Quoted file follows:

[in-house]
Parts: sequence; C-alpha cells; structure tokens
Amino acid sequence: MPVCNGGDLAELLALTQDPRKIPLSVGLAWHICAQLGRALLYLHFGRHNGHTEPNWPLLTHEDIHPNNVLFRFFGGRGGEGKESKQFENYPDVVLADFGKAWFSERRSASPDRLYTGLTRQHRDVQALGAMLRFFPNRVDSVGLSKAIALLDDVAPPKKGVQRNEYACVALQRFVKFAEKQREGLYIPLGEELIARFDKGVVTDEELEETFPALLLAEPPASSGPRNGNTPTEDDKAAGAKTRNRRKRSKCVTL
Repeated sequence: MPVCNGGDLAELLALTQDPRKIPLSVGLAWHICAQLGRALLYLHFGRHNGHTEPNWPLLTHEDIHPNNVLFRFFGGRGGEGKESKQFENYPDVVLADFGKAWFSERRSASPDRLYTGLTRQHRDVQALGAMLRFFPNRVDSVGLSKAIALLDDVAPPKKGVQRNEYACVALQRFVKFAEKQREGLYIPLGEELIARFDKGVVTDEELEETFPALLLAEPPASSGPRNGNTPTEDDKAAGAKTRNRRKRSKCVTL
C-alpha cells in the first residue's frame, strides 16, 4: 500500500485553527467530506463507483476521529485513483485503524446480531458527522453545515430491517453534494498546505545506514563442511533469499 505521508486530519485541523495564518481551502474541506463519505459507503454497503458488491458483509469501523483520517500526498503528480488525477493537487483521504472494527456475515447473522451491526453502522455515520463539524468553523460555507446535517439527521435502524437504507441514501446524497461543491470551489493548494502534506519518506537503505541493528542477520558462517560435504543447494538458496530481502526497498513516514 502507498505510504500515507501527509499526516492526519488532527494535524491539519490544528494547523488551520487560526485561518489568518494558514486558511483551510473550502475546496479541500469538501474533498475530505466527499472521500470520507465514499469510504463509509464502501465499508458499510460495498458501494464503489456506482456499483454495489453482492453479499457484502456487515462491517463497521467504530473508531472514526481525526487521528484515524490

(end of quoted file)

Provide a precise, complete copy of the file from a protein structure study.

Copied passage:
[in-house]
Parts: sequence; C-alpha cells; structure tokens
Amino acid sequence: MPVCNGGDLAELLALTQDPRKIPLSVGLAWHICAQLGRALLYLHFGRHNGHTEPNWPLLTHEDIHPNNVLFRFFGGRGGEGKESKQFENYPDVVLADFGKAWFSERRSASPDRLYTGLTRQHRDVQALGAMLRFFPNRVDSVGLSKAIALLDDVAPPKKGVQRNEYACVALQRFVKFAEKQREGLYIPLGEELIARFDKGVVTDEELEETFPALLLAEPPASSGPRNGNTPTEDDKAAGAKTRNRRKRSKCVTL
Repeated sequence: MPVCNGGDLAELLALTQDPRKIPLSVGLAWHICAQLGRALLYLHFGRHNGHTEPNWPLLTHEDIHPNNVLFRFFGGRGGEGKESKQFENYPDVVLADFGKAWFSERRSASPDRLYTGLTRQHRDVQALGAMLRFFPNRVDSVGLSKAIALLDDVAPPKKGVQRNEYACVALQRFVKFAEKQREGLYIPLGEELIARFDKGVVTDEELEETFPALLLAEPPASSGPRNGNTPTEDDKAAGAKTRNRRKRSKCVTL
C-alpha cells in the first residue's frame, strides 16, 4: 500500500485553527467530506463507483476521529485513483485503524446480531458527522453545515430491517453534494498546505545506514563442511533469499 505521508486530519485541523495564518481551502474541506463519505459507503454497503458488491458483509469501523483520517500526498503528480488525477493537487483521504472494527456475515447473522451491526453502522455515520463539524468553523460555507446535517439527521435502524437504507441514501446524497461543491470551489493548494502534506519518506537503505541493528542477520558462517560435504543447494538458496530481502526497498513516514 502507498505510504500515507501527509499526516492526519488532527494535524491539519490544528494547523488551520487560526485561518489568518494558514486558511483551510473550502475546496479541500469538501474533498475530505466527499472521500470520507465514499469510504463509509464502501465499508458499510460495498458501494464503489456506482456499483454495489453482492453479499457484502456487515462491517463497521467504530473508531472514526481525526487521528484515524490